When you envision a person with type 2 diabetes, you tend to picture someone obese, not thin. But, according to the National Institutes of Health, some 15 percent of individuals with type 2 diabetes are not even overweight, much less obese.

Here, three reasons you can be young and thin, and still have diabetes.

1. Skinny Fat

"It is possible for you to be fat but to be in a thin body," says Betul Hatipoglu, MD, of the Cleveland Clinic. "If you have fat around your organs, even though you may be a normal weight, you can develop type 2 diabetes," she explains.

Spyros Mezitis, MD, of Lenox Hill Hospital in New York City agrees: "Lean doesn't always mean healthy. When some people don't exercise or eat right, they develop insulin resistance as the fat cells in the body block insulin action." Over time, the body tries to produce more and more insulin to deal with rising blood sugars, but the insulin doesn't act as it should, and the insulin resistance becomes diabetes."

2. Stress

Stress can sometimes be blamed as a cause of type 2 diabetes, says Mezitis. "The more people are stressed, the more of the stress hormone cortisol they make," he explains. That stress hormone causes the blood sugar to rise temporarily. "Eventually, the body has trouble producing enough insulin to deal with all the sugar, and insulin resistance sets in," Mezitis says.

Additionally, cortisol can result in an increase in visceral (belly) fat in stressed-out women who are of a normal weight.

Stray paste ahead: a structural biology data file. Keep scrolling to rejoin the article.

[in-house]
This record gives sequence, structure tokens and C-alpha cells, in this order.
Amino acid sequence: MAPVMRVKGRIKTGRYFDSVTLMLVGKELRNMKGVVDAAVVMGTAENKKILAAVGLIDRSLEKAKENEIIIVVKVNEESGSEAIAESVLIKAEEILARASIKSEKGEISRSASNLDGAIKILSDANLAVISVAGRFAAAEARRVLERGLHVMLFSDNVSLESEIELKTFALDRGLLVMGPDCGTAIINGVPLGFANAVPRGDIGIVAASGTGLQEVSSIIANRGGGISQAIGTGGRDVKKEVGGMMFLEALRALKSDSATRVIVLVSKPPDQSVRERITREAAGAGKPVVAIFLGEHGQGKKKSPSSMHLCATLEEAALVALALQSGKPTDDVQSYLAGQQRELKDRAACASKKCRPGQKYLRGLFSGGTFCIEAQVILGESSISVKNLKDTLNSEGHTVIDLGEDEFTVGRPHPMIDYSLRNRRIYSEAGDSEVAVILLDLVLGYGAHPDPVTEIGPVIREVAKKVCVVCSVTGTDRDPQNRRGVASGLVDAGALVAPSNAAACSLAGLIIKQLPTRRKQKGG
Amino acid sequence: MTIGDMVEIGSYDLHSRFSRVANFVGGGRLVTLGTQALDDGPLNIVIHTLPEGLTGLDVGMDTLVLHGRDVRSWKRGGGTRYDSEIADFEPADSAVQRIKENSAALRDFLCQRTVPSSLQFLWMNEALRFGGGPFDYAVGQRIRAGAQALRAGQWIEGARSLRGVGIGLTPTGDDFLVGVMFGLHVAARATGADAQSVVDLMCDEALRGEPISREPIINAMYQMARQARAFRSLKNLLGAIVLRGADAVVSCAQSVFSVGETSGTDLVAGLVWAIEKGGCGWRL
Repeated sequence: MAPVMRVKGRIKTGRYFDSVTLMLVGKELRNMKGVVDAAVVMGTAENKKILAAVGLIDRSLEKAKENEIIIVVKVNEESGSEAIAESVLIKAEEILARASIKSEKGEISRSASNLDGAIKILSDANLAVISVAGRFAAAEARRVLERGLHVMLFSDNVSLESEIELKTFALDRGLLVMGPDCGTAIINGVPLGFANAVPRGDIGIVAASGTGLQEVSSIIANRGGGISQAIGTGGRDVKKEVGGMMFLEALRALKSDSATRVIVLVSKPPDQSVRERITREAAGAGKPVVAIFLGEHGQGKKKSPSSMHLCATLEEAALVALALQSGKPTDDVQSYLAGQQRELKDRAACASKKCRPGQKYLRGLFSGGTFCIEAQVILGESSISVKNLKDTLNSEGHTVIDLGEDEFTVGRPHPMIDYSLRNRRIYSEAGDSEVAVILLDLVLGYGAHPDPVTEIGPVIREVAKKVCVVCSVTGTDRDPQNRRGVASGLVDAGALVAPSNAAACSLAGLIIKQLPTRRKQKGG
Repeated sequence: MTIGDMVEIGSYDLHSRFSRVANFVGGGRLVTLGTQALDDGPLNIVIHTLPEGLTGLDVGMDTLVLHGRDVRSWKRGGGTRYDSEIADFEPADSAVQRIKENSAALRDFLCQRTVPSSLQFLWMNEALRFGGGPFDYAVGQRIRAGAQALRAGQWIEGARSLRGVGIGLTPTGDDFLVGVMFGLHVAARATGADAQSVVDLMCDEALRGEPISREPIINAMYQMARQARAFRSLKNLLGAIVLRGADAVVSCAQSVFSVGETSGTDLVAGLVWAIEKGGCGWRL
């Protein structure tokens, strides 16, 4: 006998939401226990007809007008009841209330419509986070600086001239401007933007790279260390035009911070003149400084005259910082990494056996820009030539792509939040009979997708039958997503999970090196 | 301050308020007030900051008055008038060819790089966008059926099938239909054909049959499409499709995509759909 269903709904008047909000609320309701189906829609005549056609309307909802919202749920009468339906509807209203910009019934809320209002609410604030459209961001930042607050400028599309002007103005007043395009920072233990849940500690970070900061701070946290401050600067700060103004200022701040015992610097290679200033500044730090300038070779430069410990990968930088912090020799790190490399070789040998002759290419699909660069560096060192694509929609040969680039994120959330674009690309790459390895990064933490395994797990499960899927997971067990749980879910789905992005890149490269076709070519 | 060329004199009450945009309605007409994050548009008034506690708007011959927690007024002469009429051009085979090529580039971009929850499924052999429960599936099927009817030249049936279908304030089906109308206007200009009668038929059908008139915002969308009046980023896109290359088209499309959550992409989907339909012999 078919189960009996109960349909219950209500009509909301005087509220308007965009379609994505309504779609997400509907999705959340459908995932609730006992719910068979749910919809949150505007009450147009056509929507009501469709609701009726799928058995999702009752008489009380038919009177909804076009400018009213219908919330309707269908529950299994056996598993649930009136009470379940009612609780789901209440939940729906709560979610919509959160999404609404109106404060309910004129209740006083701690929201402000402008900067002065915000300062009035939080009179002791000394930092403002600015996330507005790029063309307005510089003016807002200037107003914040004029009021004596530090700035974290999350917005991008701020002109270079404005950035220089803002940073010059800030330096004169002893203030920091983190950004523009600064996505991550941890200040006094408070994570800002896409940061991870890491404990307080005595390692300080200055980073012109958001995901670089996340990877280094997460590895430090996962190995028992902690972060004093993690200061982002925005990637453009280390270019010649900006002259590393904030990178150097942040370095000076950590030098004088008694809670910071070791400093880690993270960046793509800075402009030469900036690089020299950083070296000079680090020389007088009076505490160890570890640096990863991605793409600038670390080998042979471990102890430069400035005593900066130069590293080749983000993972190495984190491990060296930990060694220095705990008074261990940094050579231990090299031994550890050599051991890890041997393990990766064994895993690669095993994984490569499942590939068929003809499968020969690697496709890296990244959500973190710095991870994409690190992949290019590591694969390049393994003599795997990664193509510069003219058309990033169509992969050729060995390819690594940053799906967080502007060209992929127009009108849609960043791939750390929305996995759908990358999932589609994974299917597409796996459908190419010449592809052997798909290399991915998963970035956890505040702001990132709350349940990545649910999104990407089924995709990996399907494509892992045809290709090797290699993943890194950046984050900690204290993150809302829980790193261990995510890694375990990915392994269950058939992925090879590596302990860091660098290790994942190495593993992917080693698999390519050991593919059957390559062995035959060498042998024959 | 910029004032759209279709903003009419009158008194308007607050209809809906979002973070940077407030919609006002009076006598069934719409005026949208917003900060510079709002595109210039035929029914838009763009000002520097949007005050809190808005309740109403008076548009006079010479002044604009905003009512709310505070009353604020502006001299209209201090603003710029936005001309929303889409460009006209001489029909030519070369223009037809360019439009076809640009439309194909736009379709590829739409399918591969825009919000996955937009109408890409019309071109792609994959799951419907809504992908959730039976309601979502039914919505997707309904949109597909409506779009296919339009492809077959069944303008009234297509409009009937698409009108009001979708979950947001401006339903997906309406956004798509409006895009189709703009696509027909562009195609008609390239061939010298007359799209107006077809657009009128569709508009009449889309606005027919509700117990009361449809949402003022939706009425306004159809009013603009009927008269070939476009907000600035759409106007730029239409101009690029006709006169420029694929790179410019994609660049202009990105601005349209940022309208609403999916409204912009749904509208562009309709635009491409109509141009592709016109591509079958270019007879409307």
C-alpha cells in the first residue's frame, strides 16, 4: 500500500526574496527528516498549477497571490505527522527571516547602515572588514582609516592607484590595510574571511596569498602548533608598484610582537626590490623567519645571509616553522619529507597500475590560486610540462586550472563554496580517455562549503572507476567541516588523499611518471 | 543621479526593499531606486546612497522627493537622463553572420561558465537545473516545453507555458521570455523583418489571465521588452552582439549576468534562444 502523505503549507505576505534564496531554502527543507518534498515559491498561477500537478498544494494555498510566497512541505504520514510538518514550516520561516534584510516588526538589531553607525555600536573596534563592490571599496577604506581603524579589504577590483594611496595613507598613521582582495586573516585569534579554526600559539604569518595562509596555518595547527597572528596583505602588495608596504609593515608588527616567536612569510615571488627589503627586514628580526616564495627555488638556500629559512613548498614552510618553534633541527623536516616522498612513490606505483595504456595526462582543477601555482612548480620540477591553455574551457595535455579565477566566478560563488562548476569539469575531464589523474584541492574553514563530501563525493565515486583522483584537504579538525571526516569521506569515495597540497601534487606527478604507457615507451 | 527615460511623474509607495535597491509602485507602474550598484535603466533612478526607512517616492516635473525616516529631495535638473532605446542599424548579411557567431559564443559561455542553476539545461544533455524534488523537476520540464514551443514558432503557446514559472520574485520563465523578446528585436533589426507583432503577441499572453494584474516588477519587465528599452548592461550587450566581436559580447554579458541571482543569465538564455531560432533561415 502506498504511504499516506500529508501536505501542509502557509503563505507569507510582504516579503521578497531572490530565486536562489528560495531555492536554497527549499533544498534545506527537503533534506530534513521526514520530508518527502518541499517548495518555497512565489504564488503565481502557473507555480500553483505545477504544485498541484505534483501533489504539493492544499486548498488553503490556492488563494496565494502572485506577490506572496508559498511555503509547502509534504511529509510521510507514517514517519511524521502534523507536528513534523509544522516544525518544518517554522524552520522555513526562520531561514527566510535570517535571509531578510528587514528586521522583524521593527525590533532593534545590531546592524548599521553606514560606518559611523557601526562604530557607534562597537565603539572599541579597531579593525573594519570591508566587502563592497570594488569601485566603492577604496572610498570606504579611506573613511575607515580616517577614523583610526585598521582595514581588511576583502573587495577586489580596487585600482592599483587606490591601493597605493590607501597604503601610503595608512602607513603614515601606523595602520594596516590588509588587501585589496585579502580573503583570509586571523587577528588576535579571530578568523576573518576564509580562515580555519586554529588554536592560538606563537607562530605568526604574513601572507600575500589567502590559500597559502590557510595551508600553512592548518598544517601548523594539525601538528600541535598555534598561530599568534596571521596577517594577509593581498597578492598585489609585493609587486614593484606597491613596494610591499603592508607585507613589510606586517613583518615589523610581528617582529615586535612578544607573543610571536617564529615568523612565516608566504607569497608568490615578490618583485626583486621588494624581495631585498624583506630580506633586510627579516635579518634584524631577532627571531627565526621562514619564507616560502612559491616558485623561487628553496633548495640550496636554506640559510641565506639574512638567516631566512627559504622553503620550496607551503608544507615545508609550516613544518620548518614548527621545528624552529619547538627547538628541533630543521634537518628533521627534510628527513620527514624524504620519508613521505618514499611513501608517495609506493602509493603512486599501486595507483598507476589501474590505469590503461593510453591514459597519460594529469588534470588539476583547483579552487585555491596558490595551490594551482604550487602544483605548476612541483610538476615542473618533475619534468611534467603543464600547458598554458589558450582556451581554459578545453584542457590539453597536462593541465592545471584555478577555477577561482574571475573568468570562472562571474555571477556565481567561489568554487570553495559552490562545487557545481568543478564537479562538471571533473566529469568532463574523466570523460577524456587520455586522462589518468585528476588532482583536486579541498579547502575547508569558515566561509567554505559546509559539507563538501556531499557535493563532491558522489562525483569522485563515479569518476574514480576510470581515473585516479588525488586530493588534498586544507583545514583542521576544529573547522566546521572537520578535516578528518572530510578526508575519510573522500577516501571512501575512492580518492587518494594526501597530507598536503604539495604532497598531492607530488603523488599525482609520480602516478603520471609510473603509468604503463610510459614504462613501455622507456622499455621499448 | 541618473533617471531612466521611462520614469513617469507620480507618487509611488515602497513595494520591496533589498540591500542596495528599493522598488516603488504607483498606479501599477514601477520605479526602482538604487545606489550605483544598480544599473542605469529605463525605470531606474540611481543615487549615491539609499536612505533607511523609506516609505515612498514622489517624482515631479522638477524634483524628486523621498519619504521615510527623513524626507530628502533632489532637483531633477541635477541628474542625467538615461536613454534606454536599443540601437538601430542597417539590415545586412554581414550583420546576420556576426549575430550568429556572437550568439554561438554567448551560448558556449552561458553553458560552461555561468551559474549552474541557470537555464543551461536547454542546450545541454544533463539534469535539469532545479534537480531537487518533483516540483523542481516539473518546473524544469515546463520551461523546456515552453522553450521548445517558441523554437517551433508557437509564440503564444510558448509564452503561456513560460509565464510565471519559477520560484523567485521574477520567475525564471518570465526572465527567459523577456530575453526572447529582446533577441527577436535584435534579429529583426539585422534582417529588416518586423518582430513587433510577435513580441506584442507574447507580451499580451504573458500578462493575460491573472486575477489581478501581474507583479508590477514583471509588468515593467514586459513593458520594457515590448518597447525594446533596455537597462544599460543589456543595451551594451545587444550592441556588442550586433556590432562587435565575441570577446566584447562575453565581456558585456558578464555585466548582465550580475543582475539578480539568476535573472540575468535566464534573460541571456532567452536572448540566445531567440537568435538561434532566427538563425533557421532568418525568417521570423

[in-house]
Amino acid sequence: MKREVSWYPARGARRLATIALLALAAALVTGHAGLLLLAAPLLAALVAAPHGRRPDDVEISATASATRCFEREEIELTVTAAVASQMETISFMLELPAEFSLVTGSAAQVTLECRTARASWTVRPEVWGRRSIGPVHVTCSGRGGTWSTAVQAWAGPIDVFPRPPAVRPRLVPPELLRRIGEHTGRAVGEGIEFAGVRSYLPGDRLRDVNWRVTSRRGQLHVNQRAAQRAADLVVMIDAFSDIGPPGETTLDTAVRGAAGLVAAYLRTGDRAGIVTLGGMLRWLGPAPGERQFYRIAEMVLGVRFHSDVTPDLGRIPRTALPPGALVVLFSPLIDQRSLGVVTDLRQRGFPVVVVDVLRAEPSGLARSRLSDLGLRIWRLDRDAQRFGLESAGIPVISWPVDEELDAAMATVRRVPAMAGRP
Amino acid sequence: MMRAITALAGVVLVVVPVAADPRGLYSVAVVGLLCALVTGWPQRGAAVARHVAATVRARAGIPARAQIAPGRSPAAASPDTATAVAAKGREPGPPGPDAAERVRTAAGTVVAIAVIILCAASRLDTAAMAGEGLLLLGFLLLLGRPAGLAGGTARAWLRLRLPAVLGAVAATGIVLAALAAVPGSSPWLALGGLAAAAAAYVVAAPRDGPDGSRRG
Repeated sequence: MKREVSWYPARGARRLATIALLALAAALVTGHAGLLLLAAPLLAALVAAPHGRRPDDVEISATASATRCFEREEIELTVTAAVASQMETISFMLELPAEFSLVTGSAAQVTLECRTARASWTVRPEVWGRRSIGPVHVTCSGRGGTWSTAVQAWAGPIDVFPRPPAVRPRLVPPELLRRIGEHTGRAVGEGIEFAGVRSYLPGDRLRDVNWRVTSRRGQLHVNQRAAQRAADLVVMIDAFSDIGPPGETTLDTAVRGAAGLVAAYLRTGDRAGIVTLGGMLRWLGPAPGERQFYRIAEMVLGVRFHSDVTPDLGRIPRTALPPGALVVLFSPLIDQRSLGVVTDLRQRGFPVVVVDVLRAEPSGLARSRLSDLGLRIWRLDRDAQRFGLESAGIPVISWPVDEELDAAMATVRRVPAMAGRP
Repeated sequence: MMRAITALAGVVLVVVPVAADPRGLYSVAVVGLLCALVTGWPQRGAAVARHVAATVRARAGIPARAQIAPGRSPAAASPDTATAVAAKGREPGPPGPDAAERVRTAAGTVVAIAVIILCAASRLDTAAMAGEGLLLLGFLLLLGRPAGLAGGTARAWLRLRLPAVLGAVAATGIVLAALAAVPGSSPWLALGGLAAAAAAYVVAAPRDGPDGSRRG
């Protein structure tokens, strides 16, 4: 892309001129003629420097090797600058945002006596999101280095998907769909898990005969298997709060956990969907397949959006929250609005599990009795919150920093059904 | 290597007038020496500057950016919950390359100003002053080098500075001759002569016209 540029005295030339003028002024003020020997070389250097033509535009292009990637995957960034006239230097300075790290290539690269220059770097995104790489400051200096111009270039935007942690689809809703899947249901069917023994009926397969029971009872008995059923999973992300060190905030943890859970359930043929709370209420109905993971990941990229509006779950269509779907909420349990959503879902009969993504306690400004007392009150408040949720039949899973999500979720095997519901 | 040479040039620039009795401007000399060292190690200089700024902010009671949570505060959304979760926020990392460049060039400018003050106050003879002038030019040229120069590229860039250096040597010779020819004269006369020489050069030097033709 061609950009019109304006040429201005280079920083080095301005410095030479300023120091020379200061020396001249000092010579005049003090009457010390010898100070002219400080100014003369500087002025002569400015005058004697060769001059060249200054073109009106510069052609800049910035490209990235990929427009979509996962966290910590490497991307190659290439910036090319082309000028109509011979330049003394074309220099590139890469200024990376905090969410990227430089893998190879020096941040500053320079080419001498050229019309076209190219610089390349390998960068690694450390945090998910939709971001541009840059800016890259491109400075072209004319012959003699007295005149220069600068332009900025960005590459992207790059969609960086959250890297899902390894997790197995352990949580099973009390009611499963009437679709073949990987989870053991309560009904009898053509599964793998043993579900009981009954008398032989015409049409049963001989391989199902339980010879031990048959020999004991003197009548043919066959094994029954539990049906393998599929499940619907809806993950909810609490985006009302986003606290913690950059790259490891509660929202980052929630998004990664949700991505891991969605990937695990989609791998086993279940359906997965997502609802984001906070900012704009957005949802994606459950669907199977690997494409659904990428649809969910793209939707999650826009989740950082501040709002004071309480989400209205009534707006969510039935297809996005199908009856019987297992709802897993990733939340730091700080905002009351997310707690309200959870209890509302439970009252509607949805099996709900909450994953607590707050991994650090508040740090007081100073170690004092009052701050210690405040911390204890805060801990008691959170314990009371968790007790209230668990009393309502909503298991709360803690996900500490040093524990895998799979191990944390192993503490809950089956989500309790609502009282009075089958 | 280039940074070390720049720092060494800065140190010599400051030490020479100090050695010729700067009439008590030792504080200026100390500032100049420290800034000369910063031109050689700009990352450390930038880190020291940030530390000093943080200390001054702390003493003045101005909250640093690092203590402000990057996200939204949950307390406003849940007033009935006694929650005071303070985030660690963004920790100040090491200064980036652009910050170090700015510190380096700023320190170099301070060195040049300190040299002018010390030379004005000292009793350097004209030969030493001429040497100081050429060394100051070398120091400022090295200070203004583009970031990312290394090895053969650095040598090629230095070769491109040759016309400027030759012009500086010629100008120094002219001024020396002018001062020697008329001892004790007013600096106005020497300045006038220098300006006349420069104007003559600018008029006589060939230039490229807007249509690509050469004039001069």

3. Genetics

Some individuals develop type 2 diabetes because of genetics, says Stuart Weinerman, MD, of the North Shore/LIJ Health System in Great Neck, NY. "There is a large group of people who for genetic reasons get diabetes at a young age," he says.

Treating a young, thin person with type 2 diabetes still focuses on a healthy diet and exercise, Weinerman says. "They may be more likely to need medication," he says. "If the cause of the diabetes is obesity, you can fix the obesity, but this isn't an issue for some people."

If you are thin and young, is there a way to help prevent type 2 diabetes?

Get plenty of exercise. "Exercising and avoiding junk food plays a huge role," says Mezitis. "Everything points to lifestyle modifications as playing a huge role here in averting the progression of diabetes."

Eat quality carbs. Make sure that the majority of carbs you eat are fruits and vegetables, not white bread and bagels. "Eat complex carbohydrates, and choose items that are higher in protein rather than lower in protein," Hatipoglu advises.

Investigate your family's medical history. If members of your family have type 2 diabetes, be extra vigilant about diet and exercise. "If you have a family history, you are at risk for developing it," says Hatipoglu.

Heed unusual symptoms. See your doctor if you have weight loss and unexplained fatigue so that type 2 diabetes can be ruled out, Weinerman says.

Spyros Mezitis, MD, reviewed this article.




Subramanian, Sushma. "Type 2 diabetes in women: young, slim, and diabetic." Updated 8 August 2012. WomensHealthMag. http://www.womenshealthmag.com/health/type-2-diabetes?page=1